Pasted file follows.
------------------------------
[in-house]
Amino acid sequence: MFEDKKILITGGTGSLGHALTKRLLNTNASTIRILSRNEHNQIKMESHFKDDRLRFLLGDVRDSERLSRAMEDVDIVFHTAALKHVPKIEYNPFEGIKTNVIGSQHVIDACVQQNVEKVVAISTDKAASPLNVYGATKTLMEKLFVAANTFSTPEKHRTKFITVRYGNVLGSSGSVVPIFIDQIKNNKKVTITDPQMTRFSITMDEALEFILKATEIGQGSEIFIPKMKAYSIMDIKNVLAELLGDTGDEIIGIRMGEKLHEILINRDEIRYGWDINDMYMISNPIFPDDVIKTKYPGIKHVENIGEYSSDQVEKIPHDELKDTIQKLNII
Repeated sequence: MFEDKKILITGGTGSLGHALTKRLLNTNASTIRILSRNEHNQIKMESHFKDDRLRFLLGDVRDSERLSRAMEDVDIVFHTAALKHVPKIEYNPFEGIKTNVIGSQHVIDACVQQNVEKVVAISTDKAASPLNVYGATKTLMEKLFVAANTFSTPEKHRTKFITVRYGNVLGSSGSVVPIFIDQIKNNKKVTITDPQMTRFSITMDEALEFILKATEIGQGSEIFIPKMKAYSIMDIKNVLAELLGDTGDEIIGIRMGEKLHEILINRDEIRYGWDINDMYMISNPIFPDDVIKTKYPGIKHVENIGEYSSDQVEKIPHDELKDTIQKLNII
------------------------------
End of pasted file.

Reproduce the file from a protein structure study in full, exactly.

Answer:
[in-house]
Amino acid sequence: MFEDKKILITGGTGSLGHALTKRLLNTNASTIRILSRNEHNQIKMESHFKDDRLRFLLGDVRDSERLSRAMEDVDIVFHTAALKHVPKIEYNPFEGIKTNVIGSQHVIDACVQQNVEKVVAISTDKAASPLNVYGATKTLMEKLFVAANTFSTPEKHRTKFITVRYGNVLGSSGSVVPIFIDQIKNNKKVTITDPQMTRFSITMDEALEFILKATEIGQGSEIFIPKMKAYSIMDIKNVLAELLGDTGDEIIGIRMGEKLHEILINRDEIRYGWDINDMYMISNPIFPDDVIKTKYPGIKHVENIGEYSSDQVEKIPHDELKDTIQKLNII
Repeated sequence: MFEDKKILITGGTGSLGHALTKRLLNTNASTIRILSRNEHNQIKMESHFKDDRLRFLLGDVRDSERLSRAMEDVDIVFHTAALKHVPKIEYNPFEGIKTNVIGSQHVIDACVQQNVEKVVAISTDKAASPLNVYGATKTLMEKLFVAANTFSTPEKHRTKFITVRYGNVLGSSGSVVPIFIDQIKNNKKVTITDPQMTRFSITMDEALEFILKATEIGQGSEIFIPKMKAYSIMDIKNVLAELLGDTGDEIIGIRMGEKLHEILINRDEIRYGWDINDMYMISNPIFPDDVIKTKYPGIKHVENIGEYSSDQVEKIPHDELKDTIQKLNII